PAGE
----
Sunday, April 12, 2015

Kana's Beach Vacation

Federal Point, NC

The friendly alligator at the NC Cape Fear Aquarium
Carolina Beach, NC

She sells sea shells by the sea shore.
Arlie Gardens, Wilmington, NC 

Wilmington, NC boardwalk with the battleship North Carolina
in the distance

Thursday, April 2, 2015

Kana's Easter Goodies (Free Printables)

Kana here.  We (the human and myself) are about to go to the beach for a week.  I've been there before, but this year, the human was too busy to make me an entire new wardrobe for the trip.  I'll have to make do with (horror of horrors) last season's dresses.

However, we have had enough time to make some cute Easter printables, with two little coloring/activity books, a bunny box, a tiny basket, and some coloring pages.  The baskets work best if you print them on cardstock.

Easter Printables

Instead of new clothes, there's all the spring themed truffles that I could possibly want.

For the record, the human is no longer allowed to play silly constraint games when packaging my candy into boxes.  It took her forever last time.  I think at the beach, we're going to make some beach themed candy for me.

And of course we made more chocolate mice.  Maybe next time we'll do chocolate frogs?

Sunday, March 29, 2015

A girl and her Gundam

Every proper young lady needs a giant robot
...and an army to go with said robot


Thursday, March 19, 2015

The books are attacking

No, that's not the Pleasant Company book.

This is Samantha.  I was minding my own business and studying when the human decided that she would have me organize all the new textbooks that we got.

It's a bit of a mess.

 First in the pile was "The New England Primer", first published in 1777.  It's a little heavy on the religion and more than a little outdated, but it's still a book.  I don't think I will ever use it though.  Since this was predominately found in New England, I actually doubt that Felicity used this.  Maybe if she had lived in Boston instead of Williamsburg...

 Next up were "The American Spelling Book" by Noah Webster (good old Blue-Back), published in 1809 and "The Child's First Arithmetic", published in 1818.  I think.  The date is hard to read.  It's meant to be used an introduction to the normal math books of the day, those being books like Dilworth's, Pike's, or "The Schoolmaster's Assistant".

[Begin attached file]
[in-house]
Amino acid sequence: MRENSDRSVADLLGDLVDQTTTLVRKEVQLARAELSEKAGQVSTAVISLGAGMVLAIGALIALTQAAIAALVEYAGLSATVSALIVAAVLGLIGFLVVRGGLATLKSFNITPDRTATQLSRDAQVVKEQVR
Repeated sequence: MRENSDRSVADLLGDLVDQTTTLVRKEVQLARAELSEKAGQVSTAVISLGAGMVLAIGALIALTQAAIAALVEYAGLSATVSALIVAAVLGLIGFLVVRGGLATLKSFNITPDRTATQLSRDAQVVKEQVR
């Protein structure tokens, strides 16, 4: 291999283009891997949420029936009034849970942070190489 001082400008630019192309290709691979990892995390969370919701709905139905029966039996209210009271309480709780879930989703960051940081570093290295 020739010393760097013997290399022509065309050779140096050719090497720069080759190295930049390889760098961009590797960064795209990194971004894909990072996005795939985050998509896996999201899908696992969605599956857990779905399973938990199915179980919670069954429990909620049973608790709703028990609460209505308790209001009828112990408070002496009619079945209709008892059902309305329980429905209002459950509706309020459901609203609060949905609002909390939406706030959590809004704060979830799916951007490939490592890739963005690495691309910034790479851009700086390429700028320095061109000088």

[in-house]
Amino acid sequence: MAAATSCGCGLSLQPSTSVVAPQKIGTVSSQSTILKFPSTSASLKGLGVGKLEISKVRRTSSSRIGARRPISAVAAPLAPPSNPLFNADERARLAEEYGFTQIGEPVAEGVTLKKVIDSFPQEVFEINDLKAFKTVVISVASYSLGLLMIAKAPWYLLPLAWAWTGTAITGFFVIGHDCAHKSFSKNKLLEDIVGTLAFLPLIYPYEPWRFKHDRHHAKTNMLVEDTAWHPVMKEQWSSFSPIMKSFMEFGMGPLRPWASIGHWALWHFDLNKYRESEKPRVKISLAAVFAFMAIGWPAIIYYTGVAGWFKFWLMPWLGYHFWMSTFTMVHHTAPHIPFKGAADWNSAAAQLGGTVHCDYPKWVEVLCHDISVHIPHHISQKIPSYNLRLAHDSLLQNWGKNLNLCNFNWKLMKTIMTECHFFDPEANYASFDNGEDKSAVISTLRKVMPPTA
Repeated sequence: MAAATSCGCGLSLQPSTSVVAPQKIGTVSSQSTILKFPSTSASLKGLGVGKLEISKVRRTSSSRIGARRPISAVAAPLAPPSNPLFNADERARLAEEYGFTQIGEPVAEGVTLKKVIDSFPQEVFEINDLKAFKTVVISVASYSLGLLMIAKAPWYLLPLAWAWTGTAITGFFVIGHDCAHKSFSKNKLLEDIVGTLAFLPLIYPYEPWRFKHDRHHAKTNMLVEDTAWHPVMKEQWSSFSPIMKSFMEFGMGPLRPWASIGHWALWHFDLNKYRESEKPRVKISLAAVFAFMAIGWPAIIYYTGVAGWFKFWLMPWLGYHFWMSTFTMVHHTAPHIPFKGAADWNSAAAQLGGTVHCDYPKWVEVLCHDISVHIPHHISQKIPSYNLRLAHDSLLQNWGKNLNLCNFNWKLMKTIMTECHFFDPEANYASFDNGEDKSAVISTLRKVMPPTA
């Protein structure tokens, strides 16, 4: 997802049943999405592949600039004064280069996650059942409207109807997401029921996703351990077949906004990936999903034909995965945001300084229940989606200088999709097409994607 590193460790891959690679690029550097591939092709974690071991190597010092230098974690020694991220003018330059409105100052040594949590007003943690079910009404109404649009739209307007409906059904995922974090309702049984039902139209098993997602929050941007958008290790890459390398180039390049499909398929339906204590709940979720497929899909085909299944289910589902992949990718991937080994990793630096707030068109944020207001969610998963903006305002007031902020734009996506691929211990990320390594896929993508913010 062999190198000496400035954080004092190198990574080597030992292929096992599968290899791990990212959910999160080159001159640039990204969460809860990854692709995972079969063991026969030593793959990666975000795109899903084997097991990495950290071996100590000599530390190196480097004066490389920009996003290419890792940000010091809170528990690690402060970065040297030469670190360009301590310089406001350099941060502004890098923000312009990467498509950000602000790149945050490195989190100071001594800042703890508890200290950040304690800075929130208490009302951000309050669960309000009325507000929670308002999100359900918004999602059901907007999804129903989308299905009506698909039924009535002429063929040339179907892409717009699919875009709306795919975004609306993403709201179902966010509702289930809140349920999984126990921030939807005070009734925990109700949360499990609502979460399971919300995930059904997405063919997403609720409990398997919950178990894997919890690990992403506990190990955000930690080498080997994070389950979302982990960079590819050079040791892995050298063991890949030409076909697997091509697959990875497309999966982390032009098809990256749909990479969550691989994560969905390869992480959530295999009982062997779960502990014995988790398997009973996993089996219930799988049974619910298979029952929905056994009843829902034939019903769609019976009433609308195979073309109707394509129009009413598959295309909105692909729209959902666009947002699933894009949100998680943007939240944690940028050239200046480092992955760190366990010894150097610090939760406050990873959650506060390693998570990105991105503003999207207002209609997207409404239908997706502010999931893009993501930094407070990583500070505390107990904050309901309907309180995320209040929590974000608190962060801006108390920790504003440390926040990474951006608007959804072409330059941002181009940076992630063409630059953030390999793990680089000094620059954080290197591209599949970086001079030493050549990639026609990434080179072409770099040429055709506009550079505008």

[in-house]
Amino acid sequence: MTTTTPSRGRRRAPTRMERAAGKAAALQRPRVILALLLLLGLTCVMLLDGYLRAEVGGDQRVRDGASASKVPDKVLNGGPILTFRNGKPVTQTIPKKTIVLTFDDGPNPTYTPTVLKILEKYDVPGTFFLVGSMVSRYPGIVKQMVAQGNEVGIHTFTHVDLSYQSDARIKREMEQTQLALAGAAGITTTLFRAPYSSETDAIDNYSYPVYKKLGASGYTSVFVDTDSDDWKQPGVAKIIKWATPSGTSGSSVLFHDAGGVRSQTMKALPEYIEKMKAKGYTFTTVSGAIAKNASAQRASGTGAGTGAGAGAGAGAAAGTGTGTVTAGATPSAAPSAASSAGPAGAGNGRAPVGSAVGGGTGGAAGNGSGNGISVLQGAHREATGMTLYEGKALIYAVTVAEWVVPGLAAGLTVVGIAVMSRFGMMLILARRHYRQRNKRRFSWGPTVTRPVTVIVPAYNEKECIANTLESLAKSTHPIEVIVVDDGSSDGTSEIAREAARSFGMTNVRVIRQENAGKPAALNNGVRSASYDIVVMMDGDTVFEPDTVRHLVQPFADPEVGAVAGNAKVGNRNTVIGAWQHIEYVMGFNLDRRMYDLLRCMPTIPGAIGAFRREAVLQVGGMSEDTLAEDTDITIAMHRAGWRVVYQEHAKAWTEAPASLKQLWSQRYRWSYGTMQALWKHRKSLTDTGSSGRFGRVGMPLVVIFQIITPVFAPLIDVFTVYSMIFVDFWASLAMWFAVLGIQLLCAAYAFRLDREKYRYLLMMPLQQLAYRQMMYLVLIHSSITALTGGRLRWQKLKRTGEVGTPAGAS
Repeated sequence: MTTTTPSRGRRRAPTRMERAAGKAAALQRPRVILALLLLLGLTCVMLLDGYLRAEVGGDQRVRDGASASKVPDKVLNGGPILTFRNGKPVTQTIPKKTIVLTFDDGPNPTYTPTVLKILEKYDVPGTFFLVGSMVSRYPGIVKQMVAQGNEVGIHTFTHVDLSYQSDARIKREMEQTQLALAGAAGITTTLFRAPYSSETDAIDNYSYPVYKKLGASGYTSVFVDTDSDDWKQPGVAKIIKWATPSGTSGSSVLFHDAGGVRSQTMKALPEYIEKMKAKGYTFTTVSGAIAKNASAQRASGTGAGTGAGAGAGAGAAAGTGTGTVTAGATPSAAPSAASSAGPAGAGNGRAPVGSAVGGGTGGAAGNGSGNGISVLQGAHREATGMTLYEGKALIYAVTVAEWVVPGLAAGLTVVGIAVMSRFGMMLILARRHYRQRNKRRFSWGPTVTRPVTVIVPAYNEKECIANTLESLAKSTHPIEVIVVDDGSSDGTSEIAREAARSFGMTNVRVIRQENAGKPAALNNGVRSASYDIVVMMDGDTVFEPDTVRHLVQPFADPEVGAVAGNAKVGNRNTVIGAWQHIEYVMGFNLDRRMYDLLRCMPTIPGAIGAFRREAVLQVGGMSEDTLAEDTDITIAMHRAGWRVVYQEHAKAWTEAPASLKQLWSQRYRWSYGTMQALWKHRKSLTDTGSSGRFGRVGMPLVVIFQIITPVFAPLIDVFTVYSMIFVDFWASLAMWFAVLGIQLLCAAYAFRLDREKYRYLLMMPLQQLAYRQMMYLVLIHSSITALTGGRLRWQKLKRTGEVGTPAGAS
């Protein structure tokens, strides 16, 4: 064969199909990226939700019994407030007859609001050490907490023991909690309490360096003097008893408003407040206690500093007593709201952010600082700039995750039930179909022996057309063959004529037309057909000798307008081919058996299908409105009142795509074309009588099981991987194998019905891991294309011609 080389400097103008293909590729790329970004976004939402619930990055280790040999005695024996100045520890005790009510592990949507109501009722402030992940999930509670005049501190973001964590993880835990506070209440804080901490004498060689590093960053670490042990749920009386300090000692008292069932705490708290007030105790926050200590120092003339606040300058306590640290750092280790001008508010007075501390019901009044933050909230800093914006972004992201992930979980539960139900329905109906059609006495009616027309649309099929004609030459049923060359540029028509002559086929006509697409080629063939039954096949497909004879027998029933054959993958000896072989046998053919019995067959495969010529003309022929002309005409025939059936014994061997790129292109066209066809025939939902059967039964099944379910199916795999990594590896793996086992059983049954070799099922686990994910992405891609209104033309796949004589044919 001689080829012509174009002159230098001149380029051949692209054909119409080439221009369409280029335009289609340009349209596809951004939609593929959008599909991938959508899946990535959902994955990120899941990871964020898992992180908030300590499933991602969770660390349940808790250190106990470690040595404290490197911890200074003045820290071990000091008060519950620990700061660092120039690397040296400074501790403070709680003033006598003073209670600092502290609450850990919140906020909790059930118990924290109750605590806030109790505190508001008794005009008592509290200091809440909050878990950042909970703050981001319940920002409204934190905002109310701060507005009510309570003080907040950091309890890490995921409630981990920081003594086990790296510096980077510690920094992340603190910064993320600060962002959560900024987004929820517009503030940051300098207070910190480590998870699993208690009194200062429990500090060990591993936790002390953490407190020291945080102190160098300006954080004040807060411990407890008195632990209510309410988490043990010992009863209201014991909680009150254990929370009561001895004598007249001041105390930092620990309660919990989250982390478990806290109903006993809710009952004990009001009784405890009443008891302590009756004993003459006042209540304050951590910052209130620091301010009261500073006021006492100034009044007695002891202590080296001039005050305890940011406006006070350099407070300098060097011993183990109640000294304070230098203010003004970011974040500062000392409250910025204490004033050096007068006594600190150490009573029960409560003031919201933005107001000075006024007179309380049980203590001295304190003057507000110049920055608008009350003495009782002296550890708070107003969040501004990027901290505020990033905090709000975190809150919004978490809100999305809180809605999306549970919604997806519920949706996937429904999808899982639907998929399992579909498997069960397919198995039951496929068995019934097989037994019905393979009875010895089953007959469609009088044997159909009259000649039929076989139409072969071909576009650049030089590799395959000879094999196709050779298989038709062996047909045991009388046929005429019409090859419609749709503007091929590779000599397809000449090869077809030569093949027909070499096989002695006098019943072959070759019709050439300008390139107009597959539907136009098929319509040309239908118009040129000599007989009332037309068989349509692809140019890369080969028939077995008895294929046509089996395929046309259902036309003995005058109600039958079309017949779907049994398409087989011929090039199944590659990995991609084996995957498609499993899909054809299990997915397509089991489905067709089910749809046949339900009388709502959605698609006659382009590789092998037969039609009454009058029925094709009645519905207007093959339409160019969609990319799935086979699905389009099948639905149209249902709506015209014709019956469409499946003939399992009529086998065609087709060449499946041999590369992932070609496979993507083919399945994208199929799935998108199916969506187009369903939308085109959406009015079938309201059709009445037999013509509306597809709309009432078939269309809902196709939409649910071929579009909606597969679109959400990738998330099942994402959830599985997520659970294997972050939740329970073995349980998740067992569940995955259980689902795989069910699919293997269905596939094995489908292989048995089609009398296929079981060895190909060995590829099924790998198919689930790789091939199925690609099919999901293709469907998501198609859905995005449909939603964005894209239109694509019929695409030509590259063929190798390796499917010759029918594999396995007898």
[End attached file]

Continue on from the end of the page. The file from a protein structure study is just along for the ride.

Next up are these books from the 1820s.  Samuel Worcester's readers (I have the primer here) were some of the first graded readers available in the United States.  McGuffey's Eclectic Readers weren't around at this point in time, but they'll be showing up in another decade or so.  The math book is "First Lessons in Arithmetic" by Colburn, meant to be used as an introduction to his main book on Arithmetic.

 We're actually not sure when the "United States School Primer" was published, but the art suggests sometime between 1830 and 1850, probably early 1840s.  This was around the time that the math books started being published in sets with an introductory text (primer), a book focusing on mental/oral math, and a book on practical and written math.  The most well known from this period was the North American Arithmetic series.  The copy of Book 1 we have was published in 1829.  If the school district was small and underfunded, it's likely that Kirsten may have used these.

The North American Arithmetic series was still in use in the late 1840s and early 1850s before it would be displaced by more recent textbooks.  This copy of Book 2 was published in 1849.  As for readers, the human just could not find a copy of Salem Town's "Child's First Reader".  Trust me, she tried.  Instead we have the "Sander's New First Reader", published in 1853.  I'd suggest these textbooks for Cecile and Marie-Grace.

 Addy totally lucks out with three textbooks from the Civil War era, with "Sander's Union Reader Number One" (1860) (same as the Pleasant company version), "The Freedman's Speller" (1865), and "Ray's Primary Arithmetic" (1857).  The Freedman's Speller was published by the American Tract Society in Philadelphia and was specifically meant for teaching newly freed slaves how to read and write.  Ray's Arithmetic series started being in use around this time and would stay in use for another 50 years.  We have a copy of "Ray's Practical Arithmetic" as well, but I didn't take any pictures.

Finally, the infamous McGuffey Eclectic Readers make an appearance.  The Revised Edition dates from 1879, and the copy of Ray's Intellectual Arithmetic dates from 1877.  These are the books you'd want if you wanted to play "Little House on the Prairie".

Heading into the early 20th century, we have the Baldwin Primer (again, same as the Pleasant Company edition) that I would use if I was just learning to read along with Wentworth's Elementary Arithmetic.  Math books were changing again around this time and going from the three book series of primer, mental math, practical math to a more granulated and graded series where the material was divided up by year.  However, since I (nominally) attend a private school, we'd be a little behind the times in math, so I'm more likely to use an older style book.

 Finally, we reach textbooks from the 1910s and nearly at the end of what's available in the public domain.  The Baldwin-Bender Expressive First Reader was published in 1911, and would be perfect for Rebecca to use to teach Ana how to read English.  Math books haven't changed so much in the last decade, but the graded books have become more popular.  One of the series used was "Graded Work in Arithmetic" by Baird.  We have Book 4 (of 8).  We also think the human should make all 8, but she disagrees.

I never want to do this again.
And cleaning up now...